Abstract: In this paper, we present the dynamics of a Neo-Keynesian model applied to a small open economy in order to study the impact of openness on the choice of the appropriate inflation targeting policy. In the event of exogenous shocks, we can use either a CPI inflation targeting policy or a domestic inflation targeting policy. We conclude that there is a relation between the degree of openness of the economy and the type of infation targeting policy. By considering a domestic shock, when the economy is more open towards outside, we may find that the adoption of CPI inflation targeting is benefical. Whereas in the event of foreign shock, the optimal rule would be the domestic inflation targeting. By considering the criteria of social welfare, we find that for an important degree of openness, the policy of CPI inflation targeting remains the optimal monetary rule.
    Keywords: Monetary policy, Domestic Inflation, CPI Inflation, Pass-Through, Degree of Openness
    JEL: E31 E37 E52 F41
    Date: 2010
  35. By: Bedri Kamil Onur Tas
    Date: 2009–12
  36. By: Luis J. Álvarez (Banco de España); Guido Bulligan (Banca d’Italia); Alberto Cabrero (Banco de España); Laurent Ferrara (Banque de France); Harald Stahl (Deutsche Bundesbank)
    Abstract: The recent burst of the house price bubble in the United States and its spillover effects on real economies worldwide has rekindled the interest in the role of housing in the business cycle. In this paper, we investigate the relationships between housing cycles among the four major euro area countries (Germany, France, Italy and Spain) over the sample 1980Q1-2008Q4. Our main findings are that GDP cycles show a high degree of comovement across these four countries, reflecting trade linkages, but much weaker ones for housing market cycles, where idiosyncratic factors play a major role. House prices are even less related than quantities across countries. We also find much stronger relationships in the common monetary policy period.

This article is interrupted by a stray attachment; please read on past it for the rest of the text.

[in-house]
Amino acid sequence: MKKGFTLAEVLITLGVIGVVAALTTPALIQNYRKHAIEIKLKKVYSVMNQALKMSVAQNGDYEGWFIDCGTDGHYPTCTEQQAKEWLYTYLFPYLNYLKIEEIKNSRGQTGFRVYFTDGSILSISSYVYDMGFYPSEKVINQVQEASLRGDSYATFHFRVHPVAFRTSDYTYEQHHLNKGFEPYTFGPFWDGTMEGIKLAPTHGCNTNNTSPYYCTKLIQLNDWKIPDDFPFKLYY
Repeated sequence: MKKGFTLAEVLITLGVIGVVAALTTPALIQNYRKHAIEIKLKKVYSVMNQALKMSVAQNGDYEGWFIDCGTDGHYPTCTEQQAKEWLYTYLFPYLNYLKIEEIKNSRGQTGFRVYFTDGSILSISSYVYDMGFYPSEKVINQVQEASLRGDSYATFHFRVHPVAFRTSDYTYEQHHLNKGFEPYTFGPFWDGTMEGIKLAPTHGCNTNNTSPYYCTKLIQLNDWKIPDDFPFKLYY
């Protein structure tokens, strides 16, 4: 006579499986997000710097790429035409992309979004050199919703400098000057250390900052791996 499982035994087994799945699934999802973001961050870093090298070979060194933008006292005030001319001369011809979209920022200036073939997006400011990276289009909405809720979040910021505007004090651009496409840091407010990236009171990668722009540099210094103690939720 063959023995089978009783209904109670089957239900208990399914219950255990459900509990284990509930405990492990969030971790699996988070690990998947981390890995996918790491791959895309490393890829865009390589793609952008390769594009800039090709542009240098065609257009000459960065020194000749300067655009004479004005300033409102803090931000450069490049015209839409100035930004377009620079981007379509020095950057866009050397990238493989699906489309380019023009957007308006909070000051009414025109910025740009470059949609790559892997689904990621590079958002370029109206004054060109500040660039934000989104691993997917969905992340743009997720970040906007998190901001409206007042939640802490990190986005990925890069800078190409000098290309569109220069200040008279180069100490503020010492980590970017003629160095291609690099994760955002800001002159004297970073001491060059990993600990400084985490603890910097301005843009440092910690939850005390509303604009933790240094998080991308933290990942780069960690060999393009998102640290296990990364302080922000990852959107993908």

Keywords: Housing cycles, synchronisation measures, euro area countries
    JEL: E32 R21 R32
    Date: 2010–03
  37. By: Pao-Lin Tien (Department of Economics, Wesleyan University)
    Abstract: This paper makes use of long-run restrictions to identify macroeconomic shocks and evaluate their relative importance for exchange rate fluctuations. Unlike previous studies that employ a similar approach, I consider a large eight variable vector autoregressive system that includes short term interest rates rather than money stocks in order to help identify monetary policy shocks. Results for the U.S. and the U.K. show that monetary policy shocks and other macroeconomic shocks behave according to theory. However, monetary shocks account for only a small fraction of the variance of the real exchange rate. Instead, “taste shocks” that can be associated with the degree of trade openness, terms of trade, and current account appear to be the key factor driving the U.S.-U.K. real exchange rate. Results for other countries under consideration (Canada, Germany, and Japan) are similar.
    Keywords: vector autoregression, taste shocks, monetary shocks, exchange rate movements, long-run identifying restrictions
    JEL: F31
    Date: 2009–12
  38. By: Costas Milas (Economics Group, Keele Management School, Keele University, UK and Rimini Centre for Economic Analysis, Rimini, Italy); Ruthira Naraidoo (Department of Economics, University of Pretoria)
    Abstract: We explore how the ECB sets interest rates in the context of policy reaction functions. Using both real-time and revised information, we consider linear and nonlinear policy functions in inflation, output and a measure of financial conditions. We find that amongst Taylor rule models, linear and nonlinear models are empirically indistinguishable within sample and that model specifications with real-time data provide the best description of in-sample ECB interest rate setting behavior. The 2007-2009 financial crisis witnesses a shift from inflation targeting to output stabilisation and a shift, from an asymmetric policy response to financial conditions at high inflation rates, to a more symmetric response irrespectively of the state of inflation. Finally, without imposing an a priori choice of parametric functional form, semiparametric models forecast out-of-sample better than linear and nonlinear Taylor rule models.
    Keywords: monetary policy, nonlinearity, real time data, financial conditions
    JEL: C51 C52 C53 E52 E58
    Date: 2009–10
  39. By: Fragetta, Matteo (CELPE (Centre of Labour Economics and Economic Policy), University of Salerno, Italy)